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Oklahoma Department of Emergency Management

Situation Update 1

February 8, 2011 – 11:30 a.m.

Office 405-521-2481


In preparation for the approaching severe winter storm, the State Emergency Operations Center (EOC) has been activated. Officials with the Oklahoma Department of Emergency Management (OEM) are working with local emergency managers, the Oklahoma Department of Transportation, Oklahoma Highway Patrol, Oklahoma National Guard, Oklahoma State Department of Health, Oklahoma Turnpike Authority, Oklahoma Corporation Commission, FEMA, American Red Cross, Salvation Army and numerous other emergency response, recovery partners in planning for the storm’s arrival.


A winter storm warning remains posted for nearly all of Oklahoma through Wednesday. Widespread, 4-6 inches of snow is expected in the warned area with isolated amounts of up to 10 inches in some areas. Strong winds will create blowing snow and low visibility and may result in snow drifts of 2-3 feet. Bitterly cold temperatures will return and last through Thursday. Wind chills will be at or below zero Wednesday creating dangerous exposure conditions. A warm up is anticipated for the weekend.


The State of Emergency declared by Gov. Mary Fallin for last week’s blizzard remains in effect. The State of Emergency marks a first step toward seeking federal assistance, should it be necessary. Additionally, the executive order allows state agencies to make emergency purchases and acquisitions needed to expedite the delivery of resources to local jurisdictions. The declaration provides a formal mechanism for local governments to seek reimbursement for recovery costs through the state’s disaster public assistance program as conditions warrant.


The bottled water, cots, blankets and MREs (meals ready to eat) FEMA provided last week  are available for use in the event shelters and warming stations are needed due to stranded motorists or power outages. Additionally, OEM has pre-positioned state industrial-sized generators around Oklahoma that can be used for shelters. Please note these generators are NOT for residential use.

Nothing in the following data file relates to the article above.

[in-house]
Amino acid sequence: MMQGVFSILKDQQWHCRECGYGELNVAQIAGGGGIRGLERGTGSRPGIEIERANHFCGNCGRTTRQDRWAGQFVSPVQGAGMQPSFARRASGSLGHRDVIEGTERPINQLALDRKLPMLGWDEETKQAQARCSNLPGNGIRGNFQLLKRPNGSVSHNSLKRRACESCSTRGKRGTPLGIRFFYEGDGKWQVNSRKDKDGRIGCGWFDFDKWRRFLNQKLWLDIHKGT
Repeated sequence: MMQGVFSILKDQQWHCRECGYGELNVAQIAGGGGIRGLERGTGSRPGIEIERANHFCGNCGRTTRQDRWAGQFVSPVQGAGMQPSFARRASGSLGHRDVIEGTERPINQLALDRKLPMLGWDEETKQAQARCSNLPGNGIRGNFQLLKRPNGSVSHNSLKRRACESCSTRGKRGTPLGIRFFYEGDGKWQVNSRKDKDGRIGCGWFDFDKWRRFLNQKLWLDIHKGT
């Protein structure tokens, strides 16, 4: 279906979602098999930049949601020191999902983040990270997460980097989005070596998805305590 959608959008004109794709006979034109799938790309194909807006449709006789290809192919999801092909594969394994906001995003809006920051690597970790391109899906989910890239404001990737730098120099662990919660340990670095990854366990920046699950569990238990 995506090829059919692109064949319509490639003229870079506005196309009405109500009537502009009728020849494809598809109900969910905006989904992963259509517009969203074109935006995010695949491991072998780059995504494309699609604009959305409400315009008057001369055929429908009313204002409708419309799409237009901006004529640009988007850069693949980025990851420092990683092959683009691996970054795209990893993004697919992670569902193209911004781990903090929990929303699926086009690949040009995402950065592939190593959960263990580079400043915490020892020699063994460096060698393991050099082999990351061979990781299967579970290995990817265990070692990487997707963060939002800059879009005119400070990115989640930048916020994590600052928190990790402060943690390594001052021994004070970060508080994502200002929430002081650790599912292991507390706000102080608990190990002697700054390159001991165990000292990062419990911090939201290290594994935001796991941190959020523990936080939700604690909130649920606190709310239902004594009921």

OEM continues to receive updates from the National Weather Service and stands ready to assist local emergency managers, the American Red Cross, Salvation Army and other disaster relief agencies in opening shelters and mass feeding sites if necessary.


Oklahomans are urged to take the steps now to prepare for the storm’s anticipated arrival later today. Once the storm arrives, please heed the recommendation of public safety and transportation officials regarding travel conditions.

Have A Plan:

  • Understand the hazards of wind chill. Cold temperatures are even more dangerous, and potentially deadly, when combined with strong winds. The lower the temperature and stronger the wind, the more at risk you are.
  • Check on family, friends and neighbors, especially the elderly. Make sure they are prepared.
  • Plan to bring pets inside during winter weather. Move livestock to sheltered areas with
    non-frozen drinking water.
  • Install and check smoke and carbon monoxide alarms.
  • Let faucets drip a little to avoid freezing and know how to shut off water valves if necessary.
  • Keep your gas tank full for emergency use and to keep the fuel line from freezing.

Make A Kit:

  • A cell phone with charger and a battery powered radio.
  • Windshield scraper, deicer, snow shovel and small broom for ice and snow removal.
  • Several blankets or sleeping bags.
  • Rain gear, warm coats and extra sets of dry clothing, mittens, socks and a cap.
  • Non-perishable snacks like dried fruit, nuts and other high energy “munchies.”
  • Several bottles of water. Eating snow will lower your body temperature so melt it first.
  • Sand or cat litter for generating traction under wheels and a set of tire chains.
  • Jumper cables, flashlight with extra batteries, first aid kit and brightly colored cloth to tie to antenna if you get stranded.

Stay Informed:

  • Know what National Weather Service winter storm and blizzard watches and warnings mean.
  • A winter storm watch is a message indicating a winter storm is possible in your area.
  • A winter storm warning indicates a winter storm is occurring winter storm is occurring or will soon occur in your area and could threaten life and property.
  • A blizzard warning means sustained winds or frequent gusts to 35 mph or greater and considerable falling or blowing snow is expected to prevail for a period of three hours or longer.
  • Depend on your NOAA All Hazards Weather Radio, along with local radio and television stations, for weather reports.


Situation Updates are posted at

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Next Situation Update: As conditions warrant

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